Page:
• Not only are they now downward-firing, but they've also expanded up into the space formerly held down by the two Joy-Con batteries. Although we haven't done a head-to-head sound test, we'd be surprised if the Lite didn't come out on top.

  7. Pulling aside a dedicated mini-joycon board, we get down to a source of recent controversy in the Switch—the joystick. Initially, these joysticks look pretty similar to the 2019 Switch joysticks as we crack open their cases—but the design of the clasps around the edges is a bit different, and the case is easier to open overall. Hoping to find some kind of drift-related improvement, we open up both the Switch Lite (top) and 2019 Switch (bottom) joystick assemblies and lay them out for your viewing pleasure.
    • Pulling aside a dedicated mini-joycon board, we get down to a source of recent controversy in the Switch—the joystick.

    • Initially, these joysticks look pretty similar to the 2019 Switch joysticks as we crack open their cases—but the design of the clasps around the edges is a bit different, and the case is easier to open overall.

    • Hoping to find some kind of drift-related improvement, we open up both the Switch Lite (top) and 2019 Switch (bottom) joystick assemblies and lay them out for your viewing pleasure.

    • Things on the inside don't immediately seem too different, but we do notice some new trace routing, a narrower stick click button, and slightly wider-looking metal sliders.

    • A popular guess at the cause of joystick drift is that the black contact pads under the sliders wear down over time. They appear unchanged here, but it's possible they might be made of tougher stuff this time. Unfortunately that's beyond the scope of our testing for now.

  8. Removing the board, we note that the formerly modular flash storage is also now soldered down. (DIY storage swaps in the original Switch didn't work, but were at least physically possible.) Side A of this silicon capybara: Nvidia ODNX10-A1 (Tegra X1-based SoC, presumably a custom riff on the T210B01 variant)
    • Removing the board, we note that the formerly modular flash storage is also now soldered down. (DIY storage swaps in the original Switch didn't work, but were at least physically possible.)

    • Side A of this silicon capybara:

    • Nvidia ODNX10-A1 (Tegra X1-based SoC, presumably a custom riff on the T210B01 variant)

    • 2x Samsung K4U6E3S4AM-MGCJ LPDDR4X DRAM 16 Gb (4 GB total)

    • Samsung KLMBG2JETD-B041 32 GB eMMC flash storage

    • ST Micro NFCDDR A92049 13 and FT9CJ DAN915

    • Realtek ALC5639 audio codec

    • Cypress CYW4356X 802.11ac Wi-Fi + Bluetooth 5.0 SoC

  9. Let's turn that capybara around for some more chips: ST Micro STM32 MCU
    • Let's turn that capybara around for some more chips:

    • ST Micro STM32 MCU

    • B1913 GCBRG HAC STD T1056719A1

    • Maxim Integrated MAX77620H EWJ 1914 KVLP (PMIC)

    • M92T36 PMIC

    • Texas Instruments BQ24193 battery charge management

  10. The original Switch had a non-laminated, air-gapped display—a rarity these days, but it makes for cheap and easy cracked screen repairs. On a drop-prone mobile device, this goes a long way toward making repairs affordable. So how does the Switch Lite fare?
    • The original Switch had a non-laminated, air-gapped display—a rarity these days, but it makes for cheap and easy cracked screen repairs. On a drop-prone mobile device, this goes a long way toward making repairs affordable.

    • So how does the Switch Lite fare?

    • A little heat and prying is all it takes to coax the display assembly from the frame—so far so good.

    • With a bit more convincing, the digitizer/screen separates from the display. Success! The Switch line's record remains intact.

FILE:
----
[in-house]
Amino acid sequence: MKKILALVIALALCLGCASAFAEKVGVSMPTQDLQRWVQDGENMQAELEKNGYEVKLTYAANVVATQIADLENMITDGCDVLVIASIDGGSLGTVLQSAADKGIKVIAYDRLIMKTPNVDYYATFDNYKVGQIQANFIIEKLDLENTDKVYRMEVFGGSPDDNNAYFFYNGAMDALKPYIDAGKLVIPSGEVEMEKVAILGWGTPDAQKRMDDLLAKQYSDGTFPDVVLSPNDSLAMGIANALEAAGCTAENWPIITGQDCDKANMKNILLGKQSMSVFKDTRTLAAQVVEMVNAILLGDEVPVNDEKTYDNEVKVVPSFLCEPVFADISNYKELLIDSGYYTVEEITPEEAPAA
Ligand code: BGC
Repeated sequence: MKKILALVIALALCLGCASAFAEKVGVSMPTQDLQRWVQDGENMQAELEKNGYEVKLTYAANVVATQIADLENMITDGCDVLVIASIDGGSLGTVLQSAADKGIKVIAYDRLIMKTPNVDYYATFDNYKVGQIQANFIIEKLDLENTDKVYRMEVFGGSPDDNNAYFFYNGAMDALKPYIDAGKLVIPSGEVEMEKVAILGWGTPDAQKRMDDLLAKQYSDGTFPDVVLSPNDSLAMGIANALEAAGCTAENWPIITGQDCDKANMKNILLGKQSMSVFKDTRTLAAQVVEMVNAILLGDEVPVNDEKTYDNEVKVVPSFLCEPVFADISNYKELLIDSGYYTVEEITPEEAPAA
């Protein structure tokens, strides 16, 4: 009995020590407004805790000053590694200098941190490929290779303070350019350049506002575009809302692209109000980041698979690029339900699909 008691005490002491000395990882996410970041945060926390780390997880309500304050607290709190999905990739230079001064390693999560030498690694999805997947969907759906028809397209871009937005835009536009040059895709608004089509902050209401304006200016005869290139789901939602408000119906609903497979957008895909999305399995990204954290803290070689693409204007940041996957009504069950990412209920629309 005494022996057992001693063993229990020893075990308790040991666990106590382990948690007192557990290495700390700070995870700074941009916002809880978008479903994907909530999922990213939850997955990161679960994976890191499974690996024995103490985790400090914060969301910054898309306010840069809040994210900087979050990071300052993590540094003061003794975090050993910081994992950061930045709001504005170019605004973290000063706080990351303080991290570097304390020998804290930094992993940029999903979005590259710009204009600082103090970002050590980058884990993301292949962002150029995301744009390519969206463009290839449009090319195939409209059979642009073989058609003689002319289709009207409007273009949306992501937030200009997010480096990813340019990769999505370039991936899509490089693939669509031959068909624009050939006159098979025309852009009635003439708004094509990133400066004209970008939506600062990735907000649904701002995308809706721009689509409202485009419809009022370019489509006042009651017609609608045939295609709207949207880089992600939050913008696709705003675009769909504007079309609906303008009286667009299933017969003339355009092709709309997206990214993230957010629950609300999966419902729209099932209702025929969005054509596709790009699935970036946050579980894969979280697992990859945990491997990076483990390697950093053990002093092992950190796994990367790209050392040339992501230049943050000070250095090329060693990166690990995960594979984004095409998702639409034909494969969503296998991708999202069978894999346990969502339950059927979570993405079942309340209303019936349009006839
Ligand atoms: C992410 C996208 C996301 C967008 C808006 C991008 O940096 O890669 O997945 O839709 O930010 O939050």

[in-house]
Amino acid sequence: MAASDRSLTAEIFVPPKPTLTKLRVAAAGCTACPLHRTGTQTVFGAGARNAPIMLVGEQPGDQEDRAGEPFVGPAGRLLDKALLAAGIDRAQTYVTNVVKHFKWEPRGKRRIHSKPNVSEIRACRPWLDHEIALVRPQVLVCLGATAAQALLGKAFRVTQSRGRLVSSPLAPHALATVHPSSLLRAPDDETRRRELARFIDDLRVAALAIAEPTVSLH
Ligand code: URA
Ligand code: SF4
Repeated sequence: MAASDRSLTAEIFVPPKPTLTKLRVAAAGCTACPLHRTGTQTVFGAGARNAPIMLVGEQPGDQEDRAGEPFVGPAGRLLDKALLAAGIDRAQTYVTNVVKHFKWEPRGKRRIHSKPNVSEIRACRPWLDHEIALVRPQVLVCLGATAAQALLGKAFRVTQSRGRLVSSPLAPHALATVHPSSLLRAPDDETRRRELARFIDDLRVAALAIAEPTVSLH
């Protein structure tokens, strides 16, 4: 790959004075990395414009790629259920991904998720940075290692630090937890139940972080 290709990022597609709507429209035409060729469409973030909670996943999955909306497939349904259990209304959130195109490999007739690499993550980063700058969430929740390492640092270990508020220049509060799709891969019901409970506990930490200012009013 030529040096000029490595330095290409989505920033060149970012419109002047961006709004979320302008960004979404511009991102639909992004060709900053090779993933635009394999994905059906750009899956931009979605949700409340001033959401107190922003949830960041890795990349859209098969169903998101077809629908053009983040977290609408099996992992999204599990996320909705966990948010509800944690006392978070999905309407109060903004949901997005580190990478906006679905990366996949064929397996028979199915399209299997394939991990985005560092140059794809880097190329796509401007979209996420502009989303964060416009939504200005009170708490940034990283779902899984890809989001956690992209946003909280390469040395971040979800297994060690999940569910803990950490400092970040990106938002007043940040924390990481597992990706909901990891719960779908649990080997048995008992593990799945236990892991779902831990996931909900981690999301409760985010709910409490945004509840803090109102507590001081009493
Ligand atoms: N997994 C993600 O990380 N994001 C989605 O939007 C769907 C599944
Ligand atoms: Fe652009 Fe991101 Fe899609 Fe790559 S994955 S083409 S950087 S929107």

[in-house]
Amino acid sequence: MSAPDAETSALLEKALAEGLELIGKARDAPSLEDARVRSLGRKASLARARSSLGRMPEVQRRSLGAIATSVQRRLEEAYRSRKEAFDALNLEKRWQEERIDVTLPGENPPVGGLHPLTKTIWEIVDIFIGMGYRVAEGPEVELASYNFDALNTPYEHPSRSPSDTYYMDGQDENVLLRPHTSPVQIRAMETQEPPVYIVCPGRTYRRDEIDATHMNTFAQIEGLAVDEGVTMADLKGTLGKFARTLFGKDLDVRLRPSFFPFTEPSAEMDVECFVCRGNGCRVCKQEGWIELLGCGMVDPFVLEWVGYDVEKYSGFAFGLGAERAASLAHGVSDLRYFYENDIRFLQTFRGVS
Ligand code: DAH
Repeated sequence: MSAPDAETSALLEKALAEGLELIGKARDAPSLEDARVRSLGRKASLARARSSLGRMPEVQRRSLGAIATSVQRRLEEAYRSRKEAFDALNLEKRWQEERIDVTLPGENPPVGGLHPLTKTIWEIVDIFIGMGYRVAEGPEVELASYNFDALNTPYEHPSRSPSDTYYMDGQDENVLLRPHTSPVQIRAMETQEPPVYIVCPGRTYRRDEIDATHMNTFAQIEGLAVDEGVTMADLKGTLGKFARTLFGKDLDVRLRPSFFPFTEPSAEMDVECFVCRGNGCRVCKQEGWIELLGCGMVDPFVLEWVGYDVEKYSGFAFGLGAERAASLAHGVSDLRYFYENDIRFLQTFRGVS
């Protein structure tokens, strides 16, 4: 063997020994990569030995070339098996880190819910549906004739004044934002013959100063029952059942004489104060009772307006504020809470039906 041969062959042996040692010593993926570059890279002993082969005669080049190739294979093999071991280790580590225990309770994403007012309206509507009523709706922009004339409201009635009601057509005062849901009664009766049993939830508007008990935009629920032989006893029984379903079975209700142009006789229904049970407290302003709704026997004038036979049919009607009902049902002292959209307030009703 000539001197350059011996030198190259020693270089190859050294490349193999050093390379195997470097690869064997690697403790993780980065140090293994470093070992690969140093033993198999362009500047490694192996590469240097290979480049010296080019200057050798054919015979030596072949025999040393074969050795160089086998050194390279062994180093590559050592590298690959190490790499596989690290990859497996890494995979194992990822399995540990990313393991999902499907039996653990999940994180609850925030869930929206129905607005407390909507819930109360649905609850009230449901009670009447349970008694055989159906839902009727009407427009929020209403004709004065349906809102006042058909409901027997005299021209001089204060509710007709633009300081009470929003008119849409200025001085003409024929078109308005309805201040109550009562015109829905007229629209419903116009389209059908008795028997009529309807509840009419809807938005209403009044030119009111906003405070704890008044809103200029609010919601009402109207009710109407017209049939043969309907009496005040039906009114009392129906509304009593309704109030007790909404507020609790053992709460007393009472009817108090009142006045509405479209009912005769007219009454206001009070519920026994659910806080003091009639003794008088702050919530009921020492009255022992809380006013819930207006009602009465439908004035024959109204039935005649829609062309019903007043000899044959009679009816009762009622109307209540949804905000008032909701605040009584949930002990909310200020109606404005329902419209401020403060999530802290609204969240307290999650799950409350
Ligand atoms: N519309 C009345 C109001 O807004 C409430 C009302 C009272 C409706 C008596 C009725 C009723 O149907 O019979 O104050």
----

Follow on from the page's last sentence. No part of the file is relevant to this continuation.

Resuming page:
11. Light on the wallet, light on the features, Lite in the layout.
    • Light on the wallet, light on the features, Lite in the layout.

    • Modularity is definitely a feature that was cut for this diet Switch, lacking swappable controllers, storage, and SD card tray.

    • A non-fused display and digitizer bode well, as well as a replaceable Game Card reader and headphone jack.

    • Not quite as cool as the Switch, and not quite as over-featured as the 3DS, this Lite seems to fit just right. But what about that reparability score?

  12. Final Thoughts
    • Screws, rather than adhesives, secure most components.
    • Many components, including the joysticks, fan, and headphone jack, are modular and can be replaced independently.
    • The battery, though strongly glued down, can be replaced shortly after removing the rear case.
    • The digitizer and display are not fused, but are firmly glued in place.
    • The flash storage and SD card reader are now soldered directly to the motherboard.
    • Uncommon tri-point screws hinder all repairs.
    Repairability Score
    6
    Repairability 6 out of 10
    (10 is easiest to repair)

5 Comments

First! Looks like the Switch Lite is based off of the original Switch. The battery, mainboard, etc. are in the same position, and the cooling system is near-identical to the original. Also looks like there's no video output chip, so this model is physically incapable of outputting to a display.

Ethan Zuo - Reply

The L and R triggers on the old style joycons pressed onto a fragile PCB mounted tactile switch, and were both fragile and a common point of failure. The new ones will hopefully be more robust, especially important as now they are part of the main unit and not a replaceable accessory.

Sam P - Reply

Ethan…..first of all why is it important that you posted first? Second of all, you said, “Looks like the Switch Lite is based off of the original Switch.” Really, Ethan? You think? Sorry for the sarcasm but c’mon man, how is your comment helping?

fitzpatrickclaudia - Reply

You are getting waeker and weaker. No exact descripton or OEM of the fan. Boy that’s weak for because the bearing of the fan can be an issue over time too. Sleevebearings would be horror for a unit like this. I hope it is ball or hydrodynamic. This fan has to run high speeds becaus of its small diameter.

TheLOD2010 - Reply

So now this begs the question, can you reuse the joycons from the OG switch, remove the buttons and place them into the lite?

Say if you wanted a different color for your buttons, seems the triggers are a nono since they use a different button system but what about a,b,x,y,+,- ect?

Keetan Brumm - Reply

Add Comment

View Statistics:

Past 24 Hours: 91

Past 7 Days: 661

Past 30 Days: 3,378

All Time: 29,713